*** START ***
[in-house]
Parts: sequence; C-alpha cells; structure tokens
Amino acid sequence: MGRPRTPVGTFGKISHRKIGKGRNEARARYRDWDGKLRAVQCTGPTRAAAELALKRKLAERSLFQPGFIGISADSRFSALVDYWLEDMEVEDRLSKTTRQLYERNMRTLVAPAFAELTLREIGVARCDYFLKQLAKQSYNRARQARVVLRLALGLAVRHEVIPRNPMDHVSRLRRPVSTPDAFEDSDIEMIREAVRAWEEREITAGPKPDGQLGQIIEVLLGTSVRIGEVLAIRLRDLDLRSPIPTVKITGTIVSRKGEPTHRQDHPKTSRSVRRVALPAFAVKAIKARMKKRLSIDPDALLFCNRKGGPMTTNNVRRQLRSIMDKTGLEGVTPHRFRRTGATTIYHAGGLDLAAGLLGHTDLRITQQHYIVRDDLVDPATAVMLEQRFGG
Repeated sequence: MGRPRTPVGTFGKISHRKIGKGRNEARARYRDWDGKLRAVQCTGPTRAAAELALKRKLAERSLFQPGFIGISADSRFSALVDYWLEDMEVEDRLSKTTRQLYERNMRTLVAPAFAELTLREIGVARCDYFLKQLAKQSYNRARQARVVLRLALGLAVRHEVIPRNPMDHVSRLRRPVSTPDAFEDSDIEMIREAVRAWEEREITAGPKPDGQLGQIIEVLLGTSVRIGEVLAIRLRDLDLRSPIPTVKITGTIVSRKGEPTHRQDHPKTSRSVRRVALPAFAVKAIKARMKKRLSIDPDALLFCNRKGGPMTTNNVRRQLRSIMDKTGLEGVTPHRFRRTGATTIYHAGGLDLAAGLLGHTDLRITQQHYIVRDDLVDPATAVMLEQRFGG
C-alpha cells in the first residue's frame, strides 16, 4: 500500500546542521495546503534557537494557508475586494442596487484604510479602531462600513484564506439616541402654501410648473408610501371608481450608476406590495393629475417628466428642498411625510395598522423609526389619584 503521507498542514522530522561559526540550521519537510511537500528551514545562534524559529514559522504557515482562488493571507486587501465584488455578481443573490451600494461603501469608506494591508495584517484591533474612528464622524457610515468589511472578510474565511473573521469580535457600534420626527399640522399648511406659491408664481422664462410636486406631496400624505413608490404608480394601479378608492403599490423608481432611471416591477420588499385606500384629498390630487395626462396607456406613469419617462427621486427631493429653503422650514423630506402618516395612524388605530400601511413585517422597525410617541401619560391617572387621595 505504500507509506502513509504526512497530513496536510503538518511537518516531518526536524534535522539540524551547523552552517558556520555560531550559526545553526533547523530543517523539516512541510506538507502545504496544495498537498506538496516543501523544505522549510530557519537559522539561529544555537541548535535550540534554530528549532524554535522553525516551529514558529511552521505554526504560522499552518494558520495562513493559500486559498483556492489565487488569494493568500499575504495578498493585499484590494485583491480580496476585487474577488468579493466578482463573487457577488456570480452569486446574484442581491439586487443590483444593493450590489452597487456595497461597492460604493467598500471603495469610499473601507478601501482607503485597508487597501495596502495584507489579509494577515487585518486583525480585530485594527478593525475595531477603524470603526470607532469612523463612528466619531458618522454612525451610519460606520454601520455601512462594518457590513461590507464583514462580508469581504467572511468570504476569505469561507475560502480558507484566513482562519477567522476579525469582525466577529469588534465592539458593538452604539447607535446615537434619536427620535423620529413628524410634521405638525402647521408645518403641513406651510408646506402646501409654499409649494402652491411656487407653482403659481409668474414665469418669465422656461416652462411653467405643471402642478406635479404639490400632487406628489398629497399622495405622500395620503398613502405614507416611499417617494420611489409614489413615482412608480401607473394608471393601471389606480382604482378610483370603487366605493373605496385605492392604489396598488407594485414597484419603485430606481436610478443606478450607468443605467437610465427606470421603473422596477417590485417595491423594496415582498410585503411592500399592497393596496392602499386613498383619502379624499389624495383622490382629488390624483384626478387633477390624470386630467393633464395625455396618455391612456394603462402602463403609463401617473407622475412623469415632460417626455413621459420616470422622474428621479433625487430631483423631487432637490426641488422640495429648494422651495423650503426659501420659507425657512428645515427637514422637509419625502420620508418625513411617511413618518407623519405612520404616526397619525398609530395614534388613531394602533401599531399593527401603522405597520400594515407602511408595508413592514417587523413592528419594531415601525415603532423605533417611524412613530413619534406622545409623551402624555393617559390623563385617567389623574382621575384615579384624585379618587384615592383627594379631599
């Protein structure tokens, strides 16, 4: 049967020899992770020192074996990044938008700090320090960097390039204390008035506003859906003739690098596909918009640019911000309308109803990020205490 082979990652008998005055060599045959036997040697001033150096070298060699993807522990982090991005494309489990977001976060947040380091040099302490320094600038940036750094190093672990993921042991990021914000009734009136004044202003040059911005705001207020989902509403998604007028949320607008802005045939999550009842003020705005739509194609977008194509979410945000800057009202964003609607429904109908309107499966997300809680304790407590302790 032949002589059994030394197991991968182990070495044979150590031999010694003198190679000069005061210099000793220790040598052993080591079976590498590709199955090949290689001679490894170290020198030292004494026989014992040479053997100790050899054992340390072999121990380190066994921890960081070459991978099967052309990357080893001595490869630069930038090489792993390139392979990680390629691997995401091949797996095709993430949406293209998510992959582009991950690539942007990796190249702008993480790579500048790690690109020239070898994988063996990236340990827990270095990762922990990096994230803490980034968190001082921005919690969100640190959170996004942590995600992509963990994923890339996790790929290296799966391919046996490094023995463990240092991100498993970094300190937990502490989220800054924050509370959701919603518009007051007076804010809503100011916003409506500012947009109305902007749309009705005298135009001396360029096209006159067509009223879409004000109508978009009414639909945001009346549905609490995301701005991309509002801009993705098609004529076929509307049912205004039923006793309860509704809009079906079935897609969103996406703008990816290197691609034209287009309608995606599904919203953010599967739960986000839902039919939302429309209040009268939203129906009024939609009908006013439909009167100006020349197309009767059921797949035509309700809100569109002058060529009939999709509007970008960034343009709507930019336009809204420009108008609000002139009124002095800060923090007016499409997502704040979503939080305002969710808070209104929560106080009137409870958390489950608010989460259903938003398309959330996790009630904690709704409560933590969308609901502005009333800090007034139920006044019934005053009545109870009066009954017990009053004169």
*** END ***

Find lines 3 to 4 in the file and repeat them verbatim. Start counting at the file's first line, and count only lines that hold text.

Amino acid sequence: MGRPRTPVGTFGKISHRKIGKGRNEARARYRDWDGKLRAVQCTGPTRAAAELALKRKLAERSLFQPGFIGISADSRFSALVDYWLEDMEVEDRLSKTTRQLYERNMRTLVAPAFAELTLREIGVARCDYFLKQLAKQSYNRARQARVVLRLALGLAVRHEVIPRNPMDHVSRLRRPVSTPDAFEDSDIEMIREAVRAWEEREITAGPKPDGQLGQIIEVLLGTSVRIGEVLAIRLRDLDLRSPIPTVKITGTIVSRKGEPTHRQDHPKTSRSVRRVALPAFAVKAIKARMKKRLSIDPDALLFCNRKGGPMTTNNVRRQLRSIMDKTGLEGVTPHRFRRTGATTIYHAGGLDLAAGLLGHTDLRITQQHYIVRDDLVDPATAVMLEQRFGG
Repeated sequence: MGRPRTPVGTFGKISHRKIGKGRNEARARYRDWDGKLRAVQCTGPTRAAAELALKRKLAERSLFQPGFIGISADSRFSALVDYWLEDMEVEDRLSKTTRQLYERNMRTLVAPAFAELTLREIGVARCDYFLKQLAKQSYNRARQARVVLRLALGLAVRHEVIPRNPMDHVSRLRRPVSTPDAFEDSDIEMIREAVRAWEEREITAGPKPDGQLGQIIEVLLGTSVRIGEVLAIRLRDLDLRSPIPTVKITGTIVSRKGEPTHRQDHPKTSRSVRRVALPAFAVKAIKARMKKRLSIDPDALLFCNRKGGPMTTNNVRRQLRSIMDKTGLEGVTPHRFRRTGATTIYHAGGLDLAAGLLGHTDLRITQQHYIVRDDLVDPATAVMLEQRFGG